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Issue 29, 2009
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Aggregation-induced emission: phenomenon, mechanism and applications

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It is textbook knowledge that chromophore aggregation generally quenches light emission. In this feature article, we give an account on how we observed an opposite phenomenon termed aggregation-induced emission (AIE) and identified the restriction of intramolecular rotation as a main cause for the AIE effect. Based on the mechanistic understanding, we developed a series of new fluorescent and phosphorescent AIE systems with emission colours covering the entire visible spectral region and luminescence quantum yields up to unity. We explored high-tech applications of the AIE luminogens as, for example, fluorescence sensors (for explosive, ion, pH, temperature, viscosity, pressure, etc.), biological probes (for protein, DNA, RNA, sugar, phospholipid, etc.), immunoassay markers, PAGE visualization agents, polarized light emitters, monitors for layer-by-layer assembly, reporters for micelle formation, multistimuli-responsive nanomaterials, and active layers in the fabrication of organic light-emitting diodes.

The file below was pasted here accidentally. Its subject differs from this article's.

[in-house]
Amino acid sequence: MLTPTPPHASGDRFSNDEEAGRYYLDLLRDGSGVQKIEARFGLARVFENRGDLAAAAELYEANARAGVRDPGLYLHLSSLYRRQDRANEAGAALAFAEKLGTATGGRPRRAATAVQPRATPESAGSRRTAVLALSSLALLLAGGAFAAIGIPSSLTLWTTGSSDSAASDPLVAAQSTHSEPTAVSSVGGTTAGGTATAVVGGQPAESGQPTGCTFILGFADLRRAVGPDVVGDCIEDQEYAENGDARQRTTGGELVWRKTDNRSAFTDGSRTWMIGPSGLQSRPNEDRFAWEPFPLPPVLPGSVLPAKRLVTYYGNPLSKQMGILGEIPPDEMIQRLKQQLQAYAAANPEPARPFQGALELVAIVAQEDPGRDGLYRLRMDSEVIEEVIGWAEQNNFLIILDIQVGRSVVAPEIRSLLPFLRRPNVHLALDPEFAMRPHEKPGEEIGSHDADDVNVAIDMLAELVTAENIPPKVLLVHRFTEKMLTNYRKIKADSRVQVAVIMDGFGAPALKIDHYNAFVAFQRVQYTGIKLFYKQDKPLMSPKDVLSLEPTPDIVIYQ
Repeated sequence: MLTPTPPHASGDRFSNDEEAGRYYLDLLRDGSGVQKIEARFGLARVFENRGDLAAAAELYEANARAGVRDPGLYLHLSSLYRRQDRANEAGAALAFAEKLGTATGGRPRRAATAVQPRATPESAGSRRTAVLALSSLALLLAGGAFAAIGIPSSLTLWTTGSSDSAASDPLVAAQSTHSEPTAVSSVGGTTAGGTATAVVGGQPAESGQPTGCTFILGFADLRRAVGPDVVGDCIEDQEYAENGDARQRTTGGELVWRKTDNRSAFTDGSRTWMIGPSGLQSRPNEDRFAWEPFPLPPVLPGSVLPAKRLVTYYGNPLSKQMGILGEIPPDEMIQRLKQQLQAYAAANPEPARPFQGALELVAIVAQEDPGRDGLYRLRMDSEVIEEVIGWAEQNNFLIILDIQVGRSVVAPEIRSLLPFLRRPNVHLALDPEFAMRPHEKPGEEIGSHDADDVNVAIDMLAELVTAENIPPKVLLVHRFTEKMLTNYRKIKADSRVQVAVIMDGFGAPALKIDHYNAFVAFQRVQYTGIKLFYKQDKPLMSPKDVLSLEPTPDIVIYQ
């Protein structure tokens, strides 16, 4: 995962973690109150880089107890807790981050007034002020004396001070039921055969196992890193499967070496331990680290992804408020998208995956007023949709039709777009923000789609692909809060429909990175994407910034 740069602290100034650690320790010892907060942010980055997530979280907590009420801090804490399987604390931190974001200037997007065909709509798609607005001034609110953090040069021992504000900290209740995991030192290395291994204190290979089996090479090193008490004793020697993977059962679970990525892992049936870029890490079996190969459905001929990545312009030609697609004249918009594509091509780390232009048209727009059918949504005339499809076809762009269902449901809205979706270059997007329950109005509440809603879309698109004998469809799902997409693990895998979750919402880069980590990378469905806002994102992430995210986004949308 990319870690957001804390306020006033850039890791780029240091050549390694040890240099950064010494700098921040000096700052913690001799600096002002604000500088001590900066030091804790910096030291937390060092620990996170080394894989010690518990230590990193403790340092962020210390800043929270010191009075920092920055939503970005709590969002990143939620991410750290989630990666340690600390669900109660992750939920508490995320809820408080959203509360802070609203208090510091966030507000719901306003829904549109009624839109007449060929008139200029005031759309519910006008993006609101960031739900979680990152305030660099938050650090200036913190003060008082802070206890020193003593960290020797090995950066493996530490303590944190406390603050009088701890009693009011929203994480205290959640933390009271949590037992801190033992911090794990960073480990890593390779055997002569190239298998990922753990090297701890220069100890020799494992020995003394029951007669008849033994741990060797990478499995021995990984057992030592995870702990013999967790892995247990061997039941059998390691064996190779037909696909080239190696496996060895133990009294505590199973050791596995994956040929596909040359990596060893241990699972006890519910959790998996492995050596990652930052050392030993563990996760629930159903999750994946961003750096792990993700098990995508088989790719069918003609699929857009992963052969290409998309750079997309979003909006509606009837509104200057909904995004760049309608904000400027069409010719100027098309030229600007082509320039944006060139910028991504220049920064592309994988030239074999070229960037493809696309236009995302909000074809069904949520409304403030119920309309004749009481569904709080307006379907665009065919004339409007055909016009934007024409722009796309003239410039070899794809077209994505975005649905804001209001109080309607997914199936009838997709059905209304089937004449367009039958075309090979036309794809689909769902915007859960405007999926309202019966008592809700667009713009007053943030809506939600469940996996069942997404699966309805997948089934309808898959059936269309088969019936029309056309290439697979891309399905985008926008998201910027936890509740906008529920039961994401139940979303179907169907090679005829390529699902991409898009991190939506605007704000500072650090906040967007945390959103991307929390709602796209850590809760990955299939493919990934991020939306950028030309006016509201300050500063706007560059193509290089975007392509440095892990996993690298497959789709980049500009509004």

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Article information

06 Mar 2009
21 Apr 2009
First published
13 May 2009

Chem. Commun., 2009, 4332-4353
Article type
Feature Article

Aggregation-induced emission: phenomenon, mechanism and applications

Y. Hong, J. W. Y. Lam and B. Z. Tang, Chem. Commun., 2009, 4332
DOI: 10.1039/B904665H

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